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How to design a Street Fighter character, pt. 2

<p>Now let's look at Color and touch a little bit on Costume and see how the best Street Fighter character designs used both elements to their advantage. Color is an important deyail added at every level of a great design, from the color of the skin, eyes and hair, to the color of the clothes or uniform. Good use of color, an understanding of color theory, knowing how and when to apply complimentary and contrasting colors is essential to any good artist. With SF character design it is important that the color choices work well together because the character is ever present in the game, always from a side perspective and rarely secluded in shadow or obscured by the elements. Solid colors make it easier for the eye track the character as he or she moves and fights. A solid color is highly identifiable in a sea of fighting game characters. Having those choices helps the player identify with the character and their design, adding the first of many psychological elements to the design theory.

A single vibrant color is traditionally placed on the character. This can help define a personality or even highlight a physical trait. Think about the iconic SF characters, Ryu in white, Ken in red, Guile in green and Chun-Li in blue. All of these colors and how they were used helped define the character. These colors were also contrasted in subtle and not so subtle ways.
I had mentioned in previous blogs that the best SF character designs were the simplest and most "pure." These characters all looked like fighters first and foremost before any other elements were placed on them. The mistake that some designers make is that simply creating a character dressed in traditional fighting garb is enough to make them work in a fighting game. A character in a traditional costume does not make them an archetype. It is possible to make a character look too generic, to play it too safe and lose the quality that made the character unique. For example, a recent version of Akira from Virtua Fighter, whose gi (karate uniform), headband and foot guards were white and plain seemed very generic. That newer costume choice lacked the contrast elements that made the earlier models of Akira and his rival Jacky seem unique.

Memorable characters appear simple but are actually layered with details. Ryu seems to be a very plain design, but there is a world of difference separating Ryu from the generic character featured in Karate Champ.

These things go beyond the size of the sprite. The color of the character, their skin and clothing have to work well together. One of the exercises that makes for a good test on whether or not a SF design works is to see how the colors work when the character is subtracted and only the Costume remains.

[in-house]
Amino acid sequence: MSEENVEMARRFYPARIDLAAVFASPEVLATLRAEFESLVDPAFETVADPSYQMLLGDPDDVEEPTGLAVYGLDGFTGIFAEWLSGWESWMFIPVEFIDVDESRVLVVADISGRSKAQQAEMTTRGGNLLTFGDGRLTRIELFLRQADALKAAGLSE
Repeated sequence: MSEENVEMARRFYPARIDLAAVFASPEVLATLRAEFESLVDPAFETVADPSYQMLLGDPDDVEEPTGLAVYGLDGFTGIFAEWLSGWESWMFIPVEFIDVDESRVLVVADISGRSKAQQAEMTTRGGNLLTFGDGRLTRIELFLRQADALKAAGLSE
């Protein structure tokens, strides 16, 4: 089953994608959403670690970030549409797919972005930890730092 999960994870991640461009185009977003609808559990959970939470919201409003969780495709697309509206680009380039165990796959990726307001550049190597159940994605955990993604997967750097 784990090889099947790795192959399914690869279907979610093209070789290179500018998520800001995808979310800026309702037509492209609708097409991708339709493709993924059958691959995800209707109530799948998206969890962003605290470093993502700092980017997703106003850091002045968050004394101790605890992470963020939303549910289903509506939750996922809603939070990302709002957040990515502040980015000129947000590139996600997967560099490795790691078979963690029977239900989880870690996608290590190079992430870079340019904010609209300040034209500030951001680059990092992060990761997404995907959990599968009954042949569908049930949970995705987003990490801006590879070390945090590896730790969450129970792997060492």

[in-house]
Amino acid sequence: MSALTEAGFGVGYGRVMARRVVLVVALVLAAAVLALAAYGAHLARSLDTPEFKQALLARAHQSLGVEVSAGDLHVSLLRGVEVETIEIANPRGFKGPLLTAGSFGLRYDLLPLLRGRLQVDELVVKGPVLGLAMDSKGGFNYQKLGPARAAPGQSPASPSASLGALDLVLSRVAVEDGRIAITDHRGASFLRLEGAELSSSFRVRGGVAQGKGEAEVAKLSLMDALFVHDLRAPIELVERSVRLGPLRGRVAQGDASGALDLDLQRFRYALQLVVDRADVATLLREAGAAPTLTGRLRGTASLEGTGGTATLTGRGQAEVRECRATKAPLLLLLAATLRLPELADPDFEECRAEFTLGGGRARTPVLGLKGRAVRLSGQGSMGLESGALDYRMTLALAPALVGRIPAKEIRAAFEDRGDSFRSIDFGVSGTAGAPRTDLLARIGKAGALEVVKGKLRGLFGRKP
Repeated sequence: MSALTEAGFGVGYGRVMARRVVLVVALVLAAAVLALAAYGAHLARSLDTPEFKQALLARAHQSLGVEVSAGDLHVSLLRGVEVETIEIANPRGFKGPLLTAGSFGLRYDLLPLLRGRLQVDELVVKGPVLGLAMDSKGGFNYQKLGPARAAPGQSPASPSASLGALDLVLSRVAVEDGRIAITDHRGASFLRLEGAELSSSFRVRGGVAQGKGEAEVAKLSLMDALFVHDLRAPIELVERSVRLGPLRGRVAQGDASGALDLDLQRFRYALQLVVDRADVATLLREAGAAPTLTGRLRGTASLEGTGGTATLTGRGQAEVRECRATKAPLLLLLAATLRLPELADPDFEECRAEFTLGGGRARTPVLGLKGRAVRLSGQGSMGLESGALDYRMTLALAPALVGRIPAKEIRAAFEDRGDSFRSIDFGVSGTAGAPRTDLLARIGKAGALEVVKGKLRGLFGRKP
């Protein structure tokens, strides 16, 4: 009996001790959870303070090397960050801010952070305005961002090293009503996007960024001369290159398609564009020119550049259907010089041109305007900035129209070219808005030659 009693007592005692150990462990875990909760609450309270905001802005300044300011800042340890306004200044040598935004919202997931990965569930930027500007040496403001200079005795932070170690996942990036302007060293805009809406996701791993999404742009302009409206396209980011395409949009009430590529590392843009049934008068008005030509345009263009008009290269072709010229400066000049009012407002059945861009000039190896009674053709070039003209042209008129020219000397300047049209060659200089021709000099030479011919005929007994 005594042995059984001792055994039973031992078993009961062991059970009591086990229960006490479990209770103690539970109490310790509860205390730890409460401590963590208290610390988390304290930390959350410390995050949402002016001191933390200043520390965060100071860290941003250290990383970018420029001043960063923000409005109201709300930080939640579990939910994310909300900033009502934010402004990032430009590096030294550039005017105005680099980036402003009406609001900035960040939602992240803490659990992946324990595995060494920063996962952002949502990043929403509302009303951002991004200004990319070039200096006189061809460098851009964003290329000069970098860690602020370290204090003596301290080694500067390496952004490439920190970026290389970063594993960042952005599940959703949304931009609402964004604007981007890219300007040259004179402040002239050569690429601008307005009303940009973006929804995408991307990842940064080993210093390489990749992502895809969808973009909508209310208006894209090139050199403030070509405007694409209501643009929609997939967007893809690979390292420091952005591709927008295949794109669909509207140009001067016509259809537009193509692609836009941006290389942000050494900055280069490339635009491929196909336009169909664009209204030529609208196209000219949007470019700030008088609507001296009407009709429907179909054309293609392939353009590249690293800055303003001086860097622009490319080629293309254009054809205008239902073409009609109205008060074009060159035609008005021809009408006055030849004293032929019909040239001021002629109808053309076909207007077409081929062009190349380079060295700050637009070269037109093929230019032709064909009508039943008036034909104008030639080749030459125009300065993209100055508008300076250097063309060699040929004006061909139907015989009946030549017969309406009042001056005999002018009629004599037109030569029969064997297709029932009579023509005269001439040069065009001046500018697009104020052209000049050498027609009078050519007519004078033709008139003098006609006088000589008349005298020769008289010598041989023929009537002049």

The gi that Ryu wears is not as traditional as it first appears to be. The sleeves are torn and there is a large hole for his arms to move around through. His headband and hand guards are a bright red for contrast. This is good for several reasons. It allows gamers to see where the hands and arms are during the battle. From a development standpoint it allows the animators to visualize the arm position during movement rather than guess how it is moving underneath a sleeve. The opening also allows for exaggerated muscles to be seen by gamers. This sends a visual cue that this character is exceptionally strong. Too much clothing on any character makes it difficult to make the connection between size and strength. The bright headband made for a good contrast on the head and is also something that is not typically worn during professional or underground competitions. While the majority of sprites created for Ken and Ryu were almost identical, in a few games there was actually a difference between the costumes. This was rarely honored by designers and even less noticed by gamers. Study the art below and see what details you can make out with regards to Color and Costume.

Let us compare notes. Ken, in official character art and in early sprites, was given a hemmed gi. His sleeves were open for the same purpose of moves, animation and showing off the muscles as described for Ryu. The subtext behind that detail was less obvious. Ken and Ryu studied the same form of karate, however whereas Ryu took his fights anywhere and everywhere, Ken dedicated himself to a professional fighting circuit. The image that Ken cultivated was more clean-cut than Ryu. He sought out the spotlight and challengers that the public would recognize. In keeping to that ideal his gi could not be worn out or torn. His hair was a bright blonde but his eyebrows were dark, did he dye his hair to be flamboyant? The more likely reason for the contrast was to draw the gamer to his face, not unlike the use of Ryu's headband.
Ryu's gi was worn and ragged, the hem of his pants were also torn in some sprites and models. The vagabond fighting lifestyle became more apparent if the color of their skin was compared. The Japanese are supposed to have fairer skin than "Americans" but the sprites and 3D models for Ryu have almost always had darker skin. This was to reinforce the idea that Ryu was not only training outdoors, but was also traveling, living and sleeping out in the open. The mentality and training methods of Ryu were in contrast to Ken and they were demonstrated on the actual sprites and then reinforced in ending cinemas. Even though they shared the same master and form of karate, each character was designed to be unique through obvious as well as subtle Color and Costume choices. The outdoors lifestyle and harsh training that Ryu endures was borrowed from Mas Oyama, a real life karate practitioner that inspired a good portion of the Ryu character as well as founded the SF narrative of traveling the world and fighting the best fighters around. I'll mention the real-world inspiration behind good character designs in a later blog. There were almost no actual "traditional" fighting uniforms in Street Fighter. The designers created the illusion of culturally appropriate uniforms by balancing the costume with many other elements both traditional as well as modern. Another secret for the success of the SF II cast was the creation of Timeless Design. That was to create a costume with respect to a particular form of fighting, or something that highlighted a fighter's strengths, while trying to avoid elements that might date their origin. In the case of the karate fighters, those characters could have been set at any time in the past 100 years because little has changed with the traditional uniform. The differences that Capcom placed on Ken and Ryu made them unique while still recognizable with respect to their artform. Ken, Ryu and the understudy Sean all wore bright colors and sleeveless gi's. Makoto was closest to wearing a traditional gi, with little details like patches over the knee and discoloration from sweat to show that her uniform was worn from use. However her design challenged the plainness by adding a long yellow scarf that broke the lines of the material, allowed animators to show movement and contrasted the off-white fabric.